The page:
- Chessboard Flooring
In the store where Batou has his vision hacked, and the dolls’ dinner table in Kim’s manor, one might discern the black and white tiled flooring in both scenes. This checkerboard floor pattern can also be found in Angel’s Egg, especially when the “soldier” stands on the open field in the beginning as if he was a small chess piece, a bishop himself. The sole interpretation I provide in my book is the checkered flooring derives from Solomon’s Temple and hints to a religious connotation. In addition, and this is one for the conspiracy theorists, the black and white flooring can relate to masonic lodges, where ritualistic practices are performed and are often associated with the secret society “The Illuminati.” However, in having thought about it more, I finally concluded the black and white floor tiling in Oshii’s films are mainly alluding to Lewis Carroll’s “Through the Looking Glass” than anything else.
There’s even a passage from “Through the Looking Glass” that uncannily describes the opening scene for Angel’s Egg:
“For some minutes Alice stood without speaking, looking out in all directions over the country- and a most curious country it was. There were a number of tiny little brooks running straight across it from side to side, and the ground between was divided up into squares by a number of little green hedges, that reached from brook to brook. ‘I declare it’s marked out just like a large chessboard!’ Alice said at last.” (Carroll, pg. 18-19, 2016).
In considering Oshii has used mirrors in his films for conveying the fragility of identity and the self, and thus the characters enter “through the looking glass” and into Wonderland, it seems possible Oshii took the chessboard theme from Carroll’s novel to visually articulate this transition where the characters find themselves suddenly stuck between the real and the imaginary. Checkered flooring and allusions to Alice in Wonderland are also found in the Wachowski Brothers’ The Matrix, the film which Ghost in the Shell inspired.
2. Kim’s Study and Inspector Volkerson’s Home
During Batou and Togusa’s trip to Kim’s study, one can see there are spirals carved into the flooring. Spirals are often used as a symbol in Oshii’s films, and the spiral can denote the cyclic processes of birth and death. This significance of the spiral nicely ties in with Innocence’s theme of reanimation in shifting from the animated to the unanimated and vice versa. Additionally, other cyclic imagery can be found throughout Innocence, from the holographic “Pursuit Vehicle Checking System” in Batou’s sight warning him of imminent attack, the gears on the Locus Solus music box, to Togusa’s tea inexplicably swirling in its cup after Togusa’s cyberbrain is hacked.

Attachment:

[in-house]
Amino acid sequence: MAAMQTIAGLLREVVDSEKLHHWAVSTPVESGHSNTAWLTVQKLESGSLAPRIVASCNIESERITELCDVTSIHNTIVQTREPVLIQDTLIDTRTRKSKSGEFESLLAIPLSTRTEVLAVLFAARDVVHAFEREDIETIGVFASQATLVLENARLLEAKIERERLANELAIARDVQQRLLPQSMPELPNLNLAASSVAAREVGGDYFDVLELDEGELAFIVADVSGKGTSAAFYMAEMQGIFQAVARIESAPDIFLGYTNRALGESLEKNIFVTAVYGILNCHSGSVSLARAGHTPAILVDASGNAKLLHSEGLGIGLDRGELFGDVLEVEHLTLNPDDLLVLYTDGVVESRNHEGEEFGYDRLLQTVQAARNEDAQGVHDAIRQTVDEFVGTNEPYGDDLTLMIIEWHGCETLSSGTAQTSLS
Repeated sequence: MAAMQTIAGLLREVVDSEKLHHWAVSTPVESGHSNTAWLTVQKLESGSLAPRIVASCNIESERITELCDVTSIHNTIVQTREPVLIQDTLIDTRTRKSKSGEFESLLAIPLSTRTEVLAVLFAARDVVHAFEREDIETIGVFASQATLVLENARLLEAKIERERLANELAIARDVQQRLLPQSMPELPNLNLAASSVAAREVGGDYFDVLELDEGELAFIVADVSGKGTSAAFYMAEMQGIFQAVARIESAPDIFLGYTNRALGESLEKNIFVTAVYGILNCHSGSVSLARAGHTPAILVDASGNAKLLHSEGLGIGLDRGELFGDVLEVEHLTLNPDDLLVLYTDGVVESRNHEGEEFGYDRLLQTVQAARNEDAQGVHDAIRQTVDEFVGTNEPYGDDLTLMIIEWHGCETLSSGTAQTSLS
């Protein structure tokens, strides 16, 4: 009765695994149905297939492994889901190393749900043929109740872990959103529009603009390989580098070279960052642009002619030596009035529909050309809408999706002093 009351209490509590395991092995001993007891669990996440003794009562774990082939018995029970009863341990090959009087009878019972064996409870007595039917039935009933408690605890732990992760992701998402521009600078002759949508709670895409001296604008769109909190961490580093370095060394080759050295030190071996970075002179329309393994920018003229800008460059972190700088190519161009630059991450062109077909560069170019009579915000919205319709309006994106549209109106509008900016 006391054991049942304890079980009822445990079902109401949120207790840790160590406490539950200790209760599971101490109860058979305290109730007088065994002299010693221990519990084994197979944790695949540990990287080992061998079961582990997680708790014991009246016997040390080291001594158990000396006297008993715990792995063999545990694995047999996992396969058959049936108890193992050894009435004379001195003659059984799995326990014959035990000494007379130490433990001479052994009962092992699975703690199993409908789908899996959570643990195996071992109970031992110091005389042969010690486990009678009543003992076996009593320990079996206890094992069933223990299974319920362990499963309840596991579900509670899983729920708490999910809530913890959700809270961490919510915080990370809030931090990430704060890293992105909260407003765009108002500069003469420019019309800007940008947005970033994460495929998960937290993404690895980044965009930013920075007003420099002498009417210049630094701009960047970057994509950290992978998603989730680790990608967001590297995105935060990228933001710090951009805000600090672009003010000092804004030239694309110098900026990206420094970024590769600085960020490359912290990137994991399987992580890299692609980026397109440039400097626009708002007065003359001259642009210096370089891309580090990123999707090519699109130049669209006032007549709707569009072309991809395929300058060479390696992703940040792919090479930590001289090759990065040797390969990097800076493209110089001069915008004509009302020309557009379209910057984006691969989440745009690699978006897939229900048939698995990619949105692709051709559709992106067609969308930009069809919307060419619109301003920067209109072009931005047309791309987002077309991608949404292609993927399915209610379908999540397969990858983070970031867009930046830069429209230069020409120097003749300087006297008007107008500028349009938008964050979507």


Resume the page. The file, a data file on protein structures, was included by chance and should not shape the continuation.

Interestingly, in Volkerson’s home, there is a brief shot of Volkerson’s blood where his corpse lied. Take notice the carpeting has white flowers, each having eight petals. Later on, in Kim’s office, adjacent to the spirals in the wooden flooring can be also seen eight sided figures that are similar to the images of the flowers stitched in the carpeting of Volkerson’s home. This eight sided flower is likely a visual reference to the white lotus, an eight petal flower that, in Buddhist thought, is said to represent purity and spiritual perfection. What is explored in Innocence is Batou’s spiritual journey that is not so different from a Buddhist monk’s. With the spiral connoting to the cyclical process of life to death and then back to life, being juxtaposed to the white lotus, Oshii is likely invoking the basic principle of Enlightenment, where a “Buddhist finds the truth about life and stops being reborn.” (Source: https://simple.wikipedia.org/wiki/Enlightenment_(Buddhism)). With all the mirrors in Innocence, this expression of self-reflection evokes our own self-consciousness, what seems to be antagonized in the film, for “the only way to bring an end to the very possibility of enduring sorrows again is to stop being reborn as a conscious being” (Encyclopedia of Buddhism, edited by Damien Keown and Charles S. Prebish, pg. 558).
Furthermore, the pathway to Kim’s mansion, which is also checkered, may be alluding to “The Middle Way” in Buddhism. The Middle Way is the “Noble Eightfold Path,” a principle teaching in Indian Buddhism, signifying the path which leads to liberation from the “Wheel of Samsara,” the eternal wheel of suffering. The wheel of Samsara, and Batou’s spiritual journey in Innocence, are much more fully explored in my book.